Pastors reading fiction - ala Vyrso

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Bruce Dunning | Forum Activity | Replied: Sat, Nov 14 2015 2:29 PM

Thanks Floyd for bringing this to our attention. I have a confession to make. I do a lot of reading but I don't read much fiction. That being said, I know it is good for me so I "force myself" to do so and some of my reasons are articulated in the blog you highlighted.

But I'm quite picky at what I read and only will read what comes highly recommended from people I trust. Actually I'd be interested in hearing from people on this forum what they think are the best fiction books they have read and why they would recommend that book. If Faithlife carries them that would even be better.

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Mark Barnes | Forum Activity | Replied: Sat, Nov 14 2015 2:36 PM

I don't think I've ever read a single example of literary fiction that I've enjoyed or found helpful (unless 1984 and Animal Farm counts). On the other hand, I quite enjoy adventures by authors like Tolkien, J. K. Rowling, John le Carré and Robert Harris. 

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MJ. Smith | Forum Activity | Replied: Sat, Nov 14 2015 3:14 PM

Mark Barnes:
I don't think I've ever read a single example of literary fiction that I've enjoyed or found helpful

I'm on the opposite side of the fence e.g. Class Trip by Emmanuel Carrere makes one consider the plight of a criminal's son; The Old Gringo by Carlos Fuentes covers the clash of cultures, The Three-Arched Bridge by Ismael Kadare on the border between Muslim and Christian cultures, ...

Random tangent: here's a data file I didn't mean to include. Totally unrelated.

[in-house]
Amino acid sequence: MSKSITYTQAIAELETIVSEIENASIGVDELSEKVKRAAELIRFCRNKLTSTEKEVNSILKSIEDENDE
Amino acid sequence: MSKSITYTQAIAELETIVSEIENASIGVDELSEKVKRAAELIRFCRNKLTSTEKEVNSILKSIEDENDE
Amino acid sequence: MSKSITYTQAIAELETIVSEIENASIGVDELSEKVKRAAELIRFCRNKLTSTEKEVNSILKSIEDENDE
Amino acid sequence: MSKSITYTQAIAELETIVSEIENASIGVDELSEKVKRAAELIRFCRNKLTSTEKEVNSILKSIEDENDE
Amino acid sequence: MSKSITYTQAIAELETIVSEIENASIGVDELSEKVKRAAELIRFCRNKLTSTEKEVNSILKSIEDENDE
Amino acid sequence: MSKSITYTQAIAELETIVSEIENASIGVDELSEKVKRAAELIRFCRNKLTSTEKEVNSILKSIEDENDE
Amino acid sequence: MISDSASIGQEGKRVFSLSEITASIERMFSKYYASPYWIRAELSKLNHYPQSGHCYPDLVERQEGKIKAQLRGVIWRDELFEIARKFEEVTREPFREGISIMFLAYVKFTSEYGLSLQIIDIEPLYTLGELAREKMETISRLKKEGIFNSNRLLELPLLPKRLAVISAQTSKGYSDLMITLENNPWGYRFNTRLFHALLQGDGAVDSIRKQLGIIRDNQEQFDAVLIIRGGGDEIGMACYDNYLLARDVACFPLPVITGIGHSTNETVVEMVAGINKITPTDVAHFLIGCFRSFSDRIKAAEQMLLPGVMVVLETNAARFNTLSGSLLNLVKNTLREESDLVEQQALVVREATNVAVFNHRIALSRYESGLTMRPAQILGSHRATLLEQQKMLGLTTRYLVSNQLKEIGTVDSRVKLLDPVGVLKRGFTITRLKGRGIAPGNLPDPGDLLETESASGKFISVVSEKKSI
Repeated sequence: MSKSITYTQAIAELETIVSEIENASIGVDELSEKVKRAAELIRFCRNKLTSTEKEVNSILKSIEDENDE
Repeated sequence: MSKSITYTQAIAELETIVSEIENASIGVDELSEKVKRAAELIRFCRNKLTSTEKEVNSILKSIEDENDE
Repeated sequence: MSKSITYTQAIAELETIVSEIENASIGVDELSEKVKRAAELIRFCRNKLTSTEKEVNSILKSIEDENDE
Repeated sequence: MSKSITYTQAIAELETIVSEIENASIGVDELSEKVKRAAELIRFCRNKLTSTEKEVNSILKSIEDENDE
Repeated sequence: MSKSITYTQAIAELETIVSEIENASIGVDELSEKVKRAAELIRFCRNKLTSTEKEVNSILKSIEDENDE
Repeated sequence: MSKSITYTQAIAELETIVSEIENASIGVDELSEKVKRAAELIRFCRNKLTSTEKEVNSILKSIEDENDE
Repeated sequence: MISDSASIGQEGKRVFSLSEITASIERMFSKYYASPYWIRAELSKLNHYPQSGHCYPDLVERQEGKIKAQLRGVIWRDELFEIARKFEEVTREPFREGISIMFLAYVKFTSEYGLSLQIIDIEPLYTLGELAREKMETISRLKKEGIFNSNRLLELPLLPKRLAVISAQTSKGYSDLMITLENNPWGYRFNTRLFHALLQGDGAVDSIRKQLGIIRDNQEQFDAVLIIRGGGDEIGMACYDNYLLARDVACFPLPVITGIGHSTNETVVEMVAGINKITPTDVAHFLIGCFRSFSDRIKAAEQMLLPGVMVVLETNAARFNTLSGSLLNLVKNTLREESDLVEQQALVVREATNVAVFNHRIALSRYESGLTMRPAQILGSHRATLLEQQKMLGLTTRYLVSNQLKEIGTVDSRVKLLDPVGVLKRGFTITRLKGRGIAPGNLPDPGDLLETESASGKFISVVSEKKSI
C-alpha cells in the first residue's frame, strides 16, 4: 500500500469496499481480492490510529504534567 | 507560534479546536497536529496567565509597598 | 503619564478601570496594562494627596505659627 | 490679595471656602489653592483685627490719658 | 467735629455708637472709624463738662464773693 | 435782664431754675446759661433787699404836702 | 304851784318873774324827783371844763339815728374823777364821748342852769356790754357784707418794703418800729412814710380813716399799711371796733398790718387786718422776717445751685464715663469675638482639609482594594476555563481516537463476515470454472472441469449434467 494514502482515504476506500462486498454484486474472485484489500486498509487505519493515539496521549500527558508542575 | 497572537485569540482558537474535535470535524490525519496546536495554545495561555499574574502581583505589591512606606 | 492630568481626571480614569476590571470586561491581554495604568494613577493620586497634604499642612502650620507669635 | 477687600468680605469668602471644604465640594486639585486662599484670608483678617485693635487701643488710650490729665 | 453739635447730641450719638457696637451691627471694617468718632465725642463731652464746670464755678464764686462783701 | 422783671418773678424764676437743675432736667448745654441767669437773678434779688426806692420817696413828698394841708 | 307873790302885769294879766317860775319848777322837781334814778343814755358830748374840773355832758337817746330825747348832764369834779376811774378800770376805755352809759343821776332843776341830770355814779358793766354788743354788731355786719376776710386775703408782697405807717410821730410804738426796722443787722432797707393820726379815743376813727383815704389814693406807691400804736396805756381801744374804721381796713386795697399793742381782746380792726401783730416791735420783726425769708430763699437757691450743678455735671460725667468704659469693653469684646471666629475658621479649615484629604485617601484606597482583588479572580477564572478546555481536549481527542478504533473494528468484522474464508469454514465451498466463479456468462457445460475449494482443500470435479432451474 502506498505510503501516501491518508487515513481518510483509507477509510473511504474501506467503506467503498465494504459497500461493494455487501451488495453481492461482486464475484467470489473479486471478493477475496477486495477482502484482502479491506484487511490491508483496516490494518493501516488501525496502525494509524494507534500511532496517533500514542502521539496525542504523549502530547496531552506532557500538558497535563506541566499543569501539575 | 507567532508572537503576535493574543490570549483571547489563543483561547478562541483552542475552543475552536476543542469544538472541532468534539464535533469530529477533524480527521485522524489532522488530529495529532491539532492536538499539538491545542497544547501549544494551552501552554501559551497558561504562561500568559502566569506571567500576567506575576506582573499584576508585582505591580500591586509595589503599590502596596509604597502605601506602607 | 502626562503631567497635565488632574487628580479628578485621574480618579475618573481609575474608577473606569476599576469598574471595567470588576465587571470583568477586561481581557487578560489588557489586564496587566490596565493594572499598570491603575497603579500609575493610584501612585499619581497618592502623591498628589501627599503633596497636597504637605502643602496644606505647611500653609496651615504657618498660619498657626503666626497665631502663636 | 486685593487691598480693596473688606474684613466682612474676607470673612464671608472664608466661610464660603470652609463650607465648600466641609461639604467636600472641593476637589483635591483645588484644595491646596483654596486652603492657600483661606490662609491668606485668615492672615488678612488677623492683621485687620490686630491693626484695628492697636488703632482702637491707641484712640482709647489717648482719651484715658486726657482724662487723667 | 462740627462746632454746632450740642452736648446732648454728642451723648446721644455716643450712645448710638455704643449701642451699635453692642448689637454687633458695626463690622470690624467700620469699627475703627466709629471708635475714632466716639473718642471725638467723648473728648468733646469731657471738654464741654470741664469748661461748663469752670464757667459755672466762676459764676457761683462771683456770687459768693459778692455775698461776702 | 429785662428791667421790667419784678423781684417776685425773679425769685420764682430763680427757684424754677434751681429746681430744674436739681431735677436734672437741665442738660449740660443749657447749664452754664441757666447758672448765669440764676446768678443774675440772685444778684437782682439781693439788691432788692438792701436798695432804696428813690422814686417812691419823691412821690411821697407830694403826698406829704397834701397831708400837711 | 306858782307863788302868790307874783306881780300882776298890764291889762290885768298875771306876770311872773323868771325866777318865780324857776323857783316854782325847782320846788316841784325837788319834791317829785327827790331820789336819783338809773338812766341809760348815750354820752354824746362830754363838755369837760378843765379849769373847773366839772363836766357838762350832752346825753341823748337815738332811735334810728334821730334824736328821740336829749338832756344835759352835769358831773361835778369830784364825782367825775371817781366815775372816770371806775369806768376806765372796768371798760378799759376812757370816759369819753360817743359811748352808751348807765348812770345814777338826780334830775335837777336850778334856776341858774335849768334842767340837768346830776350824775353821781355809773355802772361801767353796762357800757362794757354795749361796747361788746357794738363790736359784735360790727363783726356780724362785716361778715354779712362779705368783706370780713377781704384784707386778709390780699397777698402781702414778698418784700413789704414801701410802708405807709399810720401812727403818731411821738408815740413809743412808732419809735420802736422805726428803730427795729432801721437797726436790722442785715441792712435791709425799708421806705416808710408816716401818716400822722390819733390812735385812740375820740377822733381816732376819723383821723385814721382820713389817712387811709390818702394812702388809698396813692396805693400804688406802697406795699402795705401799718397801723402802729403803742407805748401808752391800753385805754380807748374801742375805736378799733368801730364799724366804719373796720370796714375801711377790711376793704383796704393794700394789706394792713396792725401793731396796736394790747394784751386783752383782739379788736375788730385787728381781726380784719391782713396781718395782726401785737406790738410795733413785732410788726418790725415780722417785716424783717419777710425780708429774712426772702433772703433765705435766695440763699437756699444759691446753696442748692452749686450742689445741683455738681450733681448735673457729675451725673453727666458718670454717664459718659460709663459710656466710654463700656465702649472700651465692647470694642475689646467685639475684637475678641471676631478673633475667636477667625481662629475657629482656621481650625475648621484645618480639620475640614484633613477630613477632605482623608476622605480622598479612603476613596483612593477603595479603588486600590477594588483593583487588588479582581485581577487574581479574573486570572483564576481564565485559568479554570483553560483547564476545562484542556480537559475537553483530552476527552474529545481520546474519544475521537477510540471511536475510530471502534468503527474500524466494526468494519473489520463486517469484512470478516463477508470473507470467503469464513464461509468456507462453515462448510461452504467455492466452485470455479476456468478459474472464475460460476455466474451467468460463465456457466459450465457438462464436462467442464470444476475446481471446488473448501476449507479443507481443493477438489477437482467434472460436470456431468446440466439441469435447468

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mab | Forum Activity | Replied: Sat, Nov 14 2015 6:45 PM

I used to read fiction growing up, but I've been so overwhelmingly swamped after college trying to keep up and learning multiple disciplines that It's been in the attic. Now that I'm on Logos, I've got a single priority.

I should still cut out a leisure read time bracket for fiction and I could fire up some of the gems I've gathered in Noet. 

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Kenute P. Curry | Forum Activity | Replied: Sat, Nov 14 2015 8:10 PM

Would love to see:

C. S. Lewis "The Chronicles of Narnia" 

J. R Tolkien "The Hobbit, The Lord of the Rings Trilogy"

Robert Jordan "The Wheel of Time Series-15 Volumes"

either on LOGOS, NOET, or VYRSO.

Have noted that LOGOS already as C. S. Lewis "The Space Trilogy (Out of the Silent Planet, Perelandra, That Hideous Strength)."